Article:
2999 - More than meets the eye: Brazilian cinema 15 years after its rebirth

After President Fernando Collor de Mello dismantled the state public enterprise, Embrafilme, in 1990, Brazilian cinema virtually ceased to exist. Five years later Brazilian cinema made its phoenix-like rebirth, rising on the heels of new tax incentive laws, and it has since matured and solidified into a 'new' national cinema with a freedom of expression and level of artistry of which it had previously only dreamed. This paper looks at public policies that have been created and implemented in the 1995-2010 period-a period marked by, among other things, the giant conglomerate Globo Network, the nation's largest TV producer, as the most important film producer in the country. In this capacity, and with the support of current legislation, Globo Filmes (Globo's film production arm) has helped cinema, however marginally, to increase its share in the domestic market since its creation in 1999. Of particular interest to this paper is to discuss how Globo has made use of-and, at times, circumvent-current legislation for cinema, such as the Audio-Visual Law of 1993, to its own advantage at the expense of Brazilian cinema as a whole.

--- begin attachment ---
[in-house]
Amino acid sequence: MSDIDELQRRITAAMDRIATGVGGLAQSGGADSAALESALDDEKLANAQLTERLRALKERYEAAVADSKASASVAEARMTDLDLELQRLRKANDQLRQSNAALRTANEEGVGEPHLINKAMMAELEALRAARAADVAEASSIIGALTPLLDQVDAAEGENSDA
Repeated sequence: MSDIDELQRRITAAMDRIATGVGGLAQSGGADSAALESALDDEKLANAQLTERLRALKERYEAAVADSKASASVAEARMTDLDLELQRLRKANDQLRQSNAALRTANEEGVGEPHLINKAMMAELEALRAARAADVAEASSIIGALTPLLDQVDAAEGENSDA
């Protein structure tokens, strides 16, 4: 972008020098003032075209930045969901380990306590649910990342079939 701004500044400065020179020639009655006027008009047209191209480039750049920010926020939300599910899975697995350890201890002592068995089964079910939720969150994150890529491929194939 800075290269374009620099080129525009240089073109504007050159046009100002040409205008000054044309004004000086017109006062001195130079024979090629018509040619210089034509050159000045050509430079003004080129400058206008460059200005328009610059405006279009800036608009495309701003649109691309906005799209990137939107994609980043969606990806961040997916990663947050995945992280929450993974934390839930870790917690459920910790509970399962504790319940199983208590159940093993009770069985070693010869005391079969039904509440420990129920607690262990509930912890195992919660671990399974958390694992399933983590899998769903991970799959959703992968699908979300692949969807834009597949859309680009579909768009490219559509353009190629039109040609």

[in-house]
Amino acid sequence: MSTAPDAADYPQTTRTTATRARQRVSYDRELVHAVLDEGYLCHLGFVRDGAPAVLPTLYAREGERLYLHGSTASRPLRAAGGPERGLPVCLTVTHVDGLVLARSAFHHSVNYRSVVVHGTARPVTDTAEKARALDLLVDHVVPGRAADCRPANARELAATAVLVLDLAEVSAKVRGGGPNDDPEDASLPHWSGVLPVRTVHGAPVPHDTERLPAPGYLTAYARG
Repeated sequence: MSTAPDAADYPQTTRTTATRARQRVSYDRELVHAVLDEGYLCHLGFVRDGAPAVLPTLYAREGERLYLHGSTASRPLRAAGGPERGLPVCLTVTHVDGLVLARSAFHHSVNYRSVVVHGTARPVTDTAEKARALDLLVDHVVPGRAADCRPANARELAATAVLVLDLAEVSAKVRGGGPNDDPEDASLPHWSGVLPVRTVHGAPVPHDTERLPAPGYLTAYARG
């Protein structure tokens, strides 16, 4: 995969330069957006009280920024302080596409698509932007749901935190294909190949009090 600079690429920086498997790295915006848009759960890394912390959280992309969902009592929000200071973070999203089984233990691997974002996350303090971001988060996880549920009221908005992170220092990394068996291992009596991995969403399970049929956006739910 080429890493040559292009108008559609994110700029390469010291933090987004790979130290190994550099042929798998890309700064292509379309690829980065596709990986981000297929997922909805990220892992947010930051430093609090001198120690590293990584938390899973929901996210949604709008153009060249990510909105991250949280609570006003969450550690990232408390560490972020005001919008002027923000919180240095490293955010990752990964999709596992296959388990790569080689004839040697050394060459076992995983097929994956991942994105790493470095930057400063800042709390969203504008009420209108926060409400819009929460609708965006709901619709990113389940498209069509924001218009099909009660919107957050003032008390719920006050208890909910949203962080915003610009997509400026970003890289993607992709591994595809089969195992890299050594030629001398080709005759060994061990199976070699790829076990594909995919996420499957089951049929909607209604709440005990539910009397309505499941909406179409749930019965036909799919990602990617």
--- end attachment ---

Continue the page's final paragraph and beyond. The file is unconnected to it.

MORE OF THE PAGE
Keywords: Brazilian cinema, Globo Filmes, Audiovisual Law

Author: Cacilda, Rego (USU, Ud States of Am / USA)


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